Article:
IT was a seven-year drought that nearly knocked the South Australian Riverlands off the map. For the ordinary person it meant shorter showers and watering the garden at night. For fruit growers like Impi Citrus, it must have looked like the end of the world.
But it didn't have to be. The Cant family of Impi took the crisis and turned it in to an opportunity. They saw it as a time for drastic action and fundamentally changed the way their business worked.
They invested, reinvented and innovated - and they've emerged as a stronger and smarter operation for their trouble.
When the drought hit, the Cant family tore up nearly half of their 25,000-tree orchard. Water was scarce and getting scarcer. Rather than dwindle, says Ben Cant, the family decided to take a punt.
"We pushed the old trees out and planted younger trees knowing the water usage would be minimal, hoping like hell the drought had broken by the time the trees were mature," Ben says.
The family had to sell part of their land to pay for the plantings, but at least the new trees would take a slimmer portion of their slim water allowance.
"It was a family decision, but yeah, it was a punt. I think every day in horticulture is a punt really."
The new plantings were a new type of citrus for the family too; rather than the typical Valencia oranges, they took a gamble on the late maturing Navel variety.
"We noticed our sales would always increase later - so we thought, 'why are we growing in that early timeslot? Why are we producing oranges that are going to juice for a minimal return?'"
It was the first of many changes for Impi. Ben has been leading a dramatic change in the company's packing and shipping operations that.
"Our old packhouse was the original on the property. There were all sorts of issues, like getting staff there, unreliable power, issues with biosecurity on our own orchard when we process other people's fruit."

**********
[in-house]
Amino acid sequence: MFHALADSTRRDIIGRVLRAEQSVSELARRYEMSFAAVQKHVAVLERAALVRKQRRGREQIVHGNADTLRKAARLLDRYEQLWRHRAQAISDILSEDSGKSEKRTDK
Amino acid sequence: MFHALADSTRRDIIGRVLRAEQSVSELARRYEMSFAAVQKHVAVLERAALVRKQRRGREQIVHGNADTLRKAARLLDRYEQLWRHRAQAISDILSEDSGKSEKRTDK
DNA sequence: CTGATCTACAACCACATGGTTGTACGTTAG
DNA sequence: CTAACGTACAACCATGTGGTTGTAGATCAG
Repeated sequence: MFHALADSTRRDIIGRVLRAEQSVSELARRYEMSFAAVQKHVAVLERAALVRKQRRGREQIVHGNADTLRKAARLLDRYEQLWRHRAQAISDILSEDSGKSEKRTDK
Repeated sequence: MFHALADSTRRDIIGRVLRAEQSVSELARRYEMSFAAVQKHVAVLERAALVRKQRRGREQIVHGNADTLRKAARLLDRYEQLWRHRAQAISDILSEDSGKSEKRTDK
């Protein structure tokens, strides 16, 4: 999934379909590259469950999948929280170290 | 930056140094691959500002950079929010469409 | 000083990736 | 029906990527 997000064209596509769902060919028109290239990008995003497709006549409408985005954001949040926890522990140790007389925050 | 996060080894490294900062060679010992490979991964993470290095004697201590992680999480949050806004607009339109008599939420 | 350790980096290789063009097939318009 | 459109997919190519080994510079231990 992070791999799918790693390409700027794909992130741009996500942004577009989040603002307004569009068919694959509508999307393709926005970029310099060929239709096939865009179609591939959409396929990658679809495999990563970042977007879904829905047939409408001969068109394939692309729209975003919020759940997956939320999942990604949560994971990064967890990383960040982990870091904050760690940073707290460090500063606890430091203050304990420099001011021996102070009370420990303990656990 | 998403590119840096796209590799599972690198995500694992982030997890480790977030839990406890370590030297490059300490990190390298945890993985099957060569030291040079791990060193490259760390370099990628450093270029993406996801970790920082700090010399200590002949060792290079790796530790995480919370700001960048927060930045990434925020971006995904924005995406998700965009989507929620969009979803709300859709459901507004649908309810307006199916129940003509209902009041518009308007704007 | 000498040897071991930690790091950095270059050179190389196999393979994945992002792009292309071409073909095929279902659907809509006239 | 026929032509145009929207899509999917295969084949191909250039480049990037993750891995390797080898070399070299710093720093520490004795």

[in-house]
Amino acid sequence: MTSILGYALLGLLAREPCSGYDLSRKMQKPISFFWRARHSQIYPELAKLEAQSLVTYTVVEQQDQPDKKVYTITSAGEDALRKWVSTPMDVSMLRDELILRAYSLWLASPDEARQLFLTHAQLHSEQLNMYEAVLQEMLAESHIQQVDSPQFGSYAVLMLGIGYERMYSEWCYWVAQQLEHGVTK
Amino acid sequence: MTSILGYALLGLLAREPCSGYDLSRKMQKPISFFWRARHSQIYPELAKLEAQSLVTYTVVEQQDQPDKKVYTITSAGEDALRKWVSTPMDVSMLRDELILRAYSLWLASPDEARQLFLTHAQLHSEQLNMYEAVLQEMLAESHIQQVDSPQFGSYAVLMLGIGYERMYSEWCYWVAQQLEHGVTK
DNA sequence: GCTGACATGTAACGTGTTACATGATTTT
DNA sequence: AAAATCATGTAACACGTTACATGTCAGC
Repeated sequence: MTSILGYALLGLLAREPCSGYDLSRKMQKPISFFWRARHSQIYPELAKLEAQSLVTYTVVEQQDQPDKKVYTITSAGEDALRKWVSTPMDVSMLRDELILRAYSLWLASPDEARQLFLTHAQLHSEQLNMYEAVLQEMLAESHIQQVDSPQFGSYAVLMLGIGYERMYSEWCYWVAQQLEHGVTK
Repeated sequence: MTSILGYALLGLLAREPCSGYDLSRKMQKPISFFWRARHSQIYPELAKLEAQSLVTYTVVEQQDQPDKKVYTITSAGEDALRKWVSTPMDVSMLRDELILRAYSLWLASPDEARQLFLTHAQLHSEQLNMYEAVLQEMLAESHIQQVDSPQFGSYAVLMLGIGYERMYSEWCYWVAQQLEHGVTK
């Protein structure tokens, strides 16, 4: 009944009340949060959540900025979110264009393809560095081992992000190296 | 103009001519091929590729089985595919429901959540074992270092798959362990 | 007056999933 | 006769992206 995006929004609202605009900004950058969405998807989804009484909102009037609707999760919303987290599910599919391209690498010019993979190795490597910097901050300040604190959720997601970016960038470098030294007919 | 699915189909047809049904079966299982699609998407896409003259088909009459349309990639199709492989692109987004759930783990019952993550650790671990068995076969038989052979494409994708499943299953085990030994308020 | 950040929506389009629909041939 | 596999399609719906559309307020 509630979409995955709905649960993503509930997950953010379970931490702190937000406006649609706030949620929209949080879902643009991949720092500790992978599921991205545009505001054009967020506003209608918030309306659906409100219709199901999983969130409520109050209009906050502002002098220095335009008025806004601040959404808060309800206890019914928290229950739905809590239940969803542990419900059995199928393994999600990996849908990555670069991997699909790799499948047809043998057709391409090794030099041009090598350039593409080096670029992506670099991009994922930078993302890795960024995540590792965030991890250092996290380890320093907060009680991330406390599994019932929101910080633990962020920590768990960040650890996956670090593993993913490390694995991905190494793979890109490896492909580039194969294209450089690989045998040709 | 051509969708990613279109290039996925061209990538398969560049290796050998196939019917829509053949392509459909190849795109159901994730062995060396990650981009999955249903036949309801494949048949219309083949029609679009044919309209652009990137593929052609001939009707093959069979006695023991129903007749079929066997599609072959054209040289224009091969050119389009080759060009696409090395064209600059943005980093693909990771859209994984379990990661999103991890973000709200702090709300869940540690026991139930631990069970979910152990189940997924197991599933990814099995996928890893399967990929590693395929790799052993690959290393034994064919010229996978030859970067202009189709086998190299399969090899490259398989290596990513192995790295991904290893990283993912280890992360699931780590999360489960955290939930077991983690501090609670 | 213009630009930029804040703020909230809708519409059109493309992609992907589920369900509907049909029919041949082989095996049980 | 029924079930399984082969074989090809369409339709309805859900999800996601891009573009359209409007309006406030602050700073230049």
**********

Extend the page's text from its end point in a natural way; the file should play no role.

The Cants invested millions in a new facility half an hour from Renmark. New sorting technology has increased their uptake and efficiency. Shipping lanes that pass right by the facility means they have direct access to the domestic market.
"We have a much more direct relationship with the retailer now. We saw the cultural shift in the Australian retail market," Ben says, referencing the rise of Coles and Woolworths, "A lot of packers were hesitant about working with them. We figured you might as well be at the front of the queue."
By cutting out the middleman, Impi has become a primary supplier to the big chains. Their supply chain has drastically shortened too, meaning the fruit arrives days earlier, fresher than it ever did before.
Having filled their niche in the domestic market, Ben says the Cant family are setting their sights abroad for most of their future expansion.
"Citrus is principally export driven. We export more than half of what we grow in Australia. It's sort of like the wine industry."
Their approach to the international market is a balanced one. Impi have spread their risk in the past - only exporting enough to keep their foot in their door.
"It means that, from a business perspective, should things turn south in Japan or Korea or China due to agri-politics, we're supplying several different markets and our business doesn't come to a standstill."
"We have Navel oranges that go for export, valencia oranges for juice, then mandarins and grapefruit for the domestic market. We cross supply all of those, but the bulk of the supply is targeted to that particular market."
"China is huge, we've barely scratched the surface. Japan is our largest export market now. With the free trade agreement in to Korea just about to be signed off - in ten years time that's another market."
Impi, it seems, has an eye on securing the future.
"It really is a case of how many trees can we get in the ground. We want to be able to better look after the customers we already have. With our exports - the sky is the limit really."